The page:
This very influential idea is found throughout Muldoon's recent book of essays, The End of the Poem (2006), where he appears to argue that every other poem that ever existed can be cited as a clue for understanding the one under discussion. (For more on Heaney's own poetic genealogy, see my post here).
It's instructive to notice that not even in New Zealand can Muldoon (born 1951) get away without discussing Heaney (born 1939). There's literally a photograph of Heaney included on the second page of the article, paralleling the one of Muldoon!
Heaney's own review of Muldoon's The Annals of Chile (1994), containing the poem "Incantata," can be found in his book of selected essays, Finders Keepers: Selected Prose 1971-2001 (London: Faber, 2002).
[Paul Muldoon: The Annals of Chile (1995)]
The relevant passage runs as follows:
In Paul Muldoon's new book .... personal grief and creative glee keep playing into one another's hands. One of several extraordinary poems here is called 'Incantata', a lamentation for the premature death by cancer of a young and gifted artist. This is both a cry of heartbreak and a virtuoso performance. The higher the lift-off the poem achieves, the deeper the registers it engages ...
'Incantata' commemorates the life and work of Mary Farl Powers, an artist who was much cherished because of the intensity of her striving for spiritual and technical perfection. 'Incantata' is an example of what we might call 'the Lycidas syndrome,' whereby one artist's sense of vocation and purpose is sent into crisis by the untimely death of another. Here Paul Muldoon is possessed by a subject that puts all his brilliance to the test, with the result that he blossoms into truth and humanizes his song to an extraordinary degree. [395-96]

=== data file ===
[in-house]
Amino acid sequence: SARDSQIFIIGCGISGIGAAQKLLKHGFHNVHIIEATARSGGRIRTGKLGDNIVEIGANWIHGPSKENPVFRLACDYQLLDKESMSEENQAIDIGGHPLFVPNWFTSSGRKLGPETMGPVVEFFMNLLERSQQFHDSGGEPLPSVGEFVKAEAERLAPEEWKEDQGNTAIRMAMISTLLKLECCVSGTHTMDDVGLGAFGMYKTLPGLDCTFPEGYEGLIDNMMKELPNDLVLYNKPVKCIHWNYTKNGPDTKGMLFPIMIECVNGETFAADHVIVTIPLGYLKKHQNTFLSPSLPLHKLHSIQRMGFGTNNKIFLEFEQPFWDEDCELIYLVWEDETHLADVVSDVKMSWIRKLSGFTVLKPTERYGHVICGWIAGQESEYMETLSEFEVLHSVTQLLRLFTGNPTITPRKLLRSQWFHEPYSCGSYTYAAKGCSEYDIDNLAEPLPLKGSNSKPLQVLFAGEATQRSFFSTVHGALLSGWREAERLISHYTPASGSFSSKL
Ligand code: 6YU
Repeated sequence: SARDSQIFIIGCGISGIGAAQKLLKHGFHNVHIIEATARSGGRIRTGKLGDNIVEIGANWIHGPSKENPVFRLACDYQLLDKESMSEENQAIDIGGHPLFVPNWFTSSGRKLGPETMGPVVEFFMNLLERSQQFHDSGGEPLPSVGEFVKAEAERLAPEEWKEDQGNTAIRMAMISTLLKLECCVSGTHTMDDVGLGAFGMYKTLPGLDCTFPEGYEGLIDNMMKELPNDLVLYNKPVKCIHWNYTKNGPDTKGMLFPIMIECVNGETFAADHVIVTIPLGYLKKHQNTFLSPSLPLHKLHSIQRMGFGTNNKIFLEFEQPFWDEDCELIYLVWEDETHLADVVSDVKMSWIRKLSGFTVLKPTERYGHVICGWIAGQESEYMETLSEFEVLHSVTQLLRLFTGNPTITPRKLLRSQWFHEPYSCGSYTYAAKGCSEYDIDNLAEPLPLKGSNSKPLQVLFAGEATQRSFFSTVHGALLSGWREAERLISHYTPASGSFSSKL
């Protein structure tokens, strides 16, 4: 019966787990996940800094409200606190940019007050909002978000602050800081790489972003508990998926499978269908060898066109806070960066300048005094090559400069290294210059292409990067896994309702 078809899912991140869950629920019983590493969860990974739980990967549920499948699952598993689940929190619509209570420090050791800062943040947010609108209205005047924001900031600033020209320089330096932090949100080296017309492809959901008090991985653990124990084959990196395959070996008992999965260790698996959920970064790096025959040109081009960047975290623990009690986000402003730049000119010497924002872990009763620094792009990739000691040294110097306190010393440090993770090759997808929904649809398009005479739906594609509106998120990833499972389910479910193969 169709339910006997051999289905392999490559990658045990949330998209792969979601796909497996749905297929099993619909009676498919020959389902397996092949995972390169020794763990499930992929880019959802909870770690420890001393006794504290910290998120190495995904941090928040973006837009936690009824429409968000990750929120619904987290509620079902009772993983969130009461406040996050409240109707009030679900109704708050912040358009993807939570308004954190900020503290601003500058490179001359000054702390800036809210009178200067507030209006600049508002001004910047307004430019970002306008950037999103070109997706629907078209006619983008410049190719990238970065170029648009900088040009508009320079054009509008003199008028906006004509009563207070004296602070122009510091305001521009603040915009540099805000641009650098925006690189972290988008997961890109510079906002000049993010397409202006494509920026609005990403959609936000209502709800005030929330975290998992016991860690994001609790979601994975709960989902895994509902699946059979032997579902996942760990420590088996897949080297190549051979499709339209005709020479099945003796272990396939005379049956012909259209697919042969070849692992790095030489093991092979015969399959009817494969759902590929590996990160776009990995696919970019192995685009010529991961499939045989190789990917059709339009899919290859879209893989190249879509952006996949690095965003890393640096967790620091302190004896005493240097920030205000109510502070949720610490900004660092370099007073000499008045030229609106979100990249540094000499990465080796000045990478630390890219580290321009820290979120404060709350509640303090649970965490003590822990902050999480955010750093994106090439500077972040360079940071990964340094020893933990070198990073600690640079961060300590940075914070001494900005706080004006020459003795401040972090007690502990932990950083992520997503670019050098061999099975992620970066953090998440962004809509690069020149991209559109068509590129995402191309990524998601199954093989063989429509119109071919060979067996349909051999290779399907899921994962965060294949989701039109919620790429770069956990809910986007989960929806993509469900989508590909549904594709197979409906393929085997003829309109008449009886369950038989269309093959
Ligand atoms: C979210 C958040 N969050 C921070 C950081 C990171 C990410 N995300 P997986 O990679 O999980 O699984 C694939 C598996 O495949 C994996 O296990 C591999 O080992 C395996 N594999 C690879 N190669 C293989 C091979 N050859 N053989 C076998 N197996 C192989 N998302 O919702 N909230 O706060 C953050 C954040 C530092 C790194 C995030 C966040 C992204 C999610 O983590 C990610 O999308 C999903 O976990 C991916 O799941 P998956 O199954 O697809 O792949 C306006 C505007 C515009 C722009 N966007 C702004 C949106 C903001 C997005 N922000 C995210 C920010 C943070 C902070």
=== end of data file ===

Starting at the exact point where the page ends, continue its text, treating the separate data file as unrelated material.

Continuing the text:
Elsewhere he refers to Muldoon as "one of the era's true originals."
The 'Lycidas' reference is of course to Milton (Shelley's 'Adonais,' on the death of Keats, might be another example - or, for that matter, Tennyson's In Memoriam).
I don't know how Paul Muldoon reacted to that "blossoms into truth" phrase - or the one about "humanizing his song" ... Did it have anything to do with the tone of Muldoon's own remarks about Heaney in his recent book of essays The End of the Poem: Oxford Lectures (New York: Farrar Straus Giroux, 2006)?
One of the poignancies of "Keeping Going" is the speaker's assertion - one we don't expect from a Heaney speaker - ... [of] the insurmountable fact of the limitations of art:
But you cannot make the dead walk or right wrong
This is not to say that a poem ... doesn't have some efficacy in the world, doesn't effect some change. It must change something, as these ... examples so elegantly display. One of the ways in which they do this is to clear their own space, bringin us 'all together in a foretime,' if I may borrow that phrase from section 3 of "Keeping Going" ... This condition of a "foretime" of the poem is, yet again, a version of what I described earlier as the "problem" to which the poem is a "solution" ... We appeal to the "foretime" of "Keeping Going" and recognise ... that to carry itself forward in the world - testing itself, and us, against a sense of how it itself "was / In the beginning, is now and shall be' - is indeed the end of the poem.
This almost sounds as if he regards poems as self-justifying, posing a "problem" to which they themselves are the "solution." It's certainly a far less ringing pronouncement than Heaney's.
Mary Farl Powers: TORSO II
Is Muldoon purely a game-player, or is there more to his poetry? "Incantata" seems heartfelt enough, but what of the other poem I've included in your anthology, "The More a Man Has the More a Man Wants" - what's that about? The troubles? Or postmodernity in general? It certainly lacks the atmosphere of public poetry which is characteristic of some of Heaney's pronouncements on history.